The credit card offer in the mail wasn’t addressed to me; it was addressed to my 16-year old daughter. As a parent, I was definitely put on edge, mentally starting a whole new list of “lessons” I need to impart before she leaves the safety of home – like fiscal responsibility, and how to avoid mistakes I’ve made.
I already see the influence of consumerism on my two teens. From fashion to music to technology, they are confronted with a long list of “must-haves” that are an everyday part of this teenage life.
As a marketer, I have to pause, asking myself – how do I contribute to the “buy-now” economy that puts individuals, businesses, and governments into no-win scenarios of financing purchases? Do I share in the responsibility for irresponsible spending?
I tossed out that direct mail offer and began an impromptu evaluation of my marketing values. I’m sharing a few insights here with the hopes that my musings might inspire the continued movement towards conscious spending.
Market people and products you can believe in.
Over the past 6 months at Allegory, we have helped launch several entrepreneurial businesses, including an organization that creates music programs for young children, a design firm that specializes in one-of-a-kind Safari tents, and an investment firm that works to advance senior living opportunities.
We have helped a well-established transportation firm showcase innovations that have landed them on the front cover of prominent industry publications. And we are rebranding another transportation firm, helping them turn their commitment to customers into a story that helps them grow.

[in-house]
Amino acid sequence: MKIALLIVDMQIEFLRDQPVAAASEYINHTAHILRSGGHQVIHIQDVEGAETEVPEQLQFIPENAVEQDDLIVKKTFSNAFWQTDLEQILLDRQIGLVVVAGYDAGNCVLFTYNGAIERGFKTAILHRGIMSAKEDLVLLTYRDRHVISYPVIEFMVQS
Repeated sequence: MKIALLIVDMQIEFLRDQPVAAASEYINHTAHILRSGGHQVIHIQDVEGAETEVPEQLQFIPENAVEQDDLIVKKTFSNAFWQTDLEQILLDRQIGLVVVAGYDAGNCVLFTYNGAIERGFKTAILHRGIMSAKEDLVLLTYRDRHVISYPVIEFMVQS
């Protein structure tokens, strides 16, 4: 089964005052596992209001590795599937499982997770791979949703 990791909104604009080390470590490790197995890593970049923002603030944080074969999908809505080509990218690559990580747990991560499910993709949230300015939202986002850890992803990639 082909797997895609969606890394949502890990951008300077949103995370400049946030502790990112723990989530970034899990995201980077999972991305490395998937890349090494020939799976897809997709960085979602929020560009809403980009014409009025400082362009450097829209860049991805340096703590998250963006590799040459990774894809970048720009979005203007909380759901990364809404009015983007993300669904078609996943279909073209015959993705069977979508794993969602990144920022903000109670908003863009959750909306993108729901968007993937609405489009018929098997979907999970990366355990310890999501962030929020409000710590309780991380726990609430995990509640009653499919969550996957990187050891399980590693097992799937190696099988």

Great stories are about the people and passion behind their business. Are you working on projects aligned with your principles?
Make sure it’s about more than money.
There is a huge cultural movement towards the meaningful. In her book, Megatrends 2010: The Rise of Conscious Capitalism, Patricia Aburdene describes why the new consumer who no longer weighs buying decisions on product and price alone. Rather they consider the company itself and ideals it represents through its business practices.
She says, “Organizations need to understand the importance of positive uplifting values, and “how to live their values” through their brand.
Authenticity is a powerful strategic advantage. What does your brand stand for?
Spend a client’s investment wisely.
Many clients come in with big goals, but little idea about what it will take to achieve them. They are putting their trust in us to create a plan that will move them forward without breaking the bank.
We must approach their marketing as if it were our money we were spending. Understanding all of the possible options, we need to help them prioritize and narrow down to an approach they can afford. Sometimes this means encouraging a client to spend more on certain aspects of a project because we know its an investment that will pay off.
How would you spend the money if you ran the circus?